Race and Law Enforcement
The broken windows policy started in New York City. By focusing on the "smaller" crimes, cities across the country were transformed. No major city experienced and benefited from these changes more than New York. Times Square was the playground for prostitutes, panhandlers and petty criminals but through more aggressive policing it became a destination for tourists. The “broken windows” policy made it safer. But it made black communities a target. Black men and black teenage boys especially fit the "profile."
They became the targets of police. What that has done over the years is create tension and animosity between the police and the black communities in which they serve. Jeff Pegues has been on the front lines of this developing story. Few journalist have reported on this phenomenon the way he has. Over the last two decades he has covered justice issues as a celebrated "street" reporter for New York's powerful ratings leader WABC and now as the justice and homeland Security Correspondent for the CBS News. His unique perspective from the front lines of this emerging controversy may change your view of the nation's criminal justice system.
ISIS: "The Devil on Your Shoulder"
The country is facing one of the most serious threats in its history. The Islamic State In Iraq and Syria or ISIS is intent of mobilizing sympathizers in the U.S. to carry out attacks on the military, police and public events. FBI Director James Comey refers to the threat as the "Devil on your shoulder". Comey believes the terrorist group's social media presence is so pervasive that it is on thousands of phones in the pockets of thousands of people and it is constantly bombarding them with messages to "Kill, Kill, Kill."
Then for the sympathetic ear, ISIS recruiters direct them to encrypted websites where the ISIS follower becomes harder for U.S. law enforcement to track. Jeff Pegues is one of only a handful of journalists who have had meetings with the FBI Director, Department of Homeland Security Secretary and CIA Director. As the justice and homeland security correspondent for CBS News Jeff Pegues is privy to information most Americans do not get. How serious is the threat? How is U.S. law enforcement and Intelligence reacting to the threat? Is it enough? Over a more than two decade career as a journalist Pegues has filed hundreds of stories on the terrorist threat.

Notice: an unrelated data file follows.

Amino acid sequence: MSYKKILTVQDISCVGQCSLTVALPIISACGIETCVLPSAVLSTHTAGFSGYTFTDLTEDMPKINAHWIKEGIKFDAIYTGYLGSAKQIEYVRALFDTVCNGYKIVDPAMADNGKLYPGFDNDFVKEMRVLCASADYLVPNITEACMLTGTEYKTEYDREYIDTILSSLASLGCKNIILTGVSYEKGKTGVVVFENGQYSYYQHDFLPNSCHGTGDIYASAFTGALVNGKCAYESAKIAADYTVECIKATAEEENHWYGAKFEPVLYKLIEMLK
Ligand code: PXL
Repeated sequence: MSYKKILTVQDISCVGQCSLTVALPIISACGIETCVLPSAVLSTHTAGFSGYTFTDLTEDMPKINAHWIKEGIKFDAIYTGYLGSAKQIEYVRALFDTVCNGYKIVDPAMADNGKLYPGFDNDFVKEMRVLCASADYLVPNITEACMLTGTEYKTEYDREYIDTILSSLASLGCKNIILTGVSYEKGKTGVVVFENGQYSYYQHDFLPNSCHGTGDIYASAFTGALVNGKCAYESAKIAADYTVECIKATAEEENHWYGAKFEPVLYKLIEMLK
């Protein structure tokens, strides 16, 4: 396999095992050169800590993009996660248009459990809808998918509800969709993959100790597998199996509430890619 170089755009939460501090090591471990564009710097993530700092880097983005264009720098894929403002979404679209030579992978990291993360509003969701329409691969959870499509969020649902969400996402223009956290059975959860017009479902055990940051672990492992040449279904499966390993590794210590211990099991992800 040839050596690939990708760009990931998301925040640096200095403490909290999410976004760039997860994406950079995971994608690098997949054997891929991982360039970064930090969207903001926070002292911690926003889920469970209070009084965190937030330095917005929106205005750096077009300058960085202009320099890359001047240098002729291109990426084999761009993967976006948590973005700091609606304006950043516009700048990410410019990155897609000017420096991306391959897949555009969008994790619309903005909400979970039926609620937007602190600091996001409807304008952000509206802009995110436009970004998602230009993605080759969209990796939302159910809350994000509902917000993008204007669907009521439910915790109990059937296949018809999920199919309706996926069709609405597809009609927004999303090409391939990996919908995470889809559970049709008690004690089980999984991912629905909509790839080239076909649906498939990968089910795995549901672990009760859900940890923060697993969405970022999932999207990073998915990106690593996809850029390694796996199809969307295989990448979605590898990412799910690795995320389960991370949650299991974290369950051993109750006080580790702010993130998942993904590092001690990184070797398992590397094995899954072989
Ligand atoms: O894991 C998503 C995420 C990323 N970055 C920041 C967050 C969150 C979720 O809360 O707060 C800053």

Network News in Transition
In this speech, Jeff Pegues discusses the changing few of the news.
Jeff Pegues joined CBS News in July 2013 and reports for all CBS News broadcasts and platforms. Pegues is a rising star in network news. He has covered most of the big stories of the past two decades first as a “street” reporter for the top local news stations. Now he is breaking new ground for CBS, as the celebrated news organization’s justice and homeland security correspondent based in Washington D.C.
Since joining CBS News, Pegues has led the news division’s coverage of the Russian cyberattacks on the 2016 election, the FBI investigation into whether the Trump campaign was coordinating with the Russians, terrorist attacks in Orlando and in San Bernadino. He has also become one of the most informed voices on the conflict between the black community and police. Not only has he reported extensively on recent police actions and Justice Department investigations in Baltimore and Ferguson but he has also written a book on the issue. In “Black and Blue: Inside the Divide between the Police and Black America”, Jeff explores the longstanding rift between local law enforcement and people of color. What he found will surprise readers. “Black and Blue” will be released on May 9, 2017 and is available everywhere books are sold.
Prior to joining CBS News Pegues spent nearly 10 years at WABC-TV in New York. Previously, Pegues was a weekday anchor and reporter at WBAL in Baltimore. He also anchored the top-rated evening newscasts at WSVN in Miami in the late 1990s. He is a proud graduate of Miami University of Ohio where he was also a scholarship football player and starting wide receiver in the early 1990s.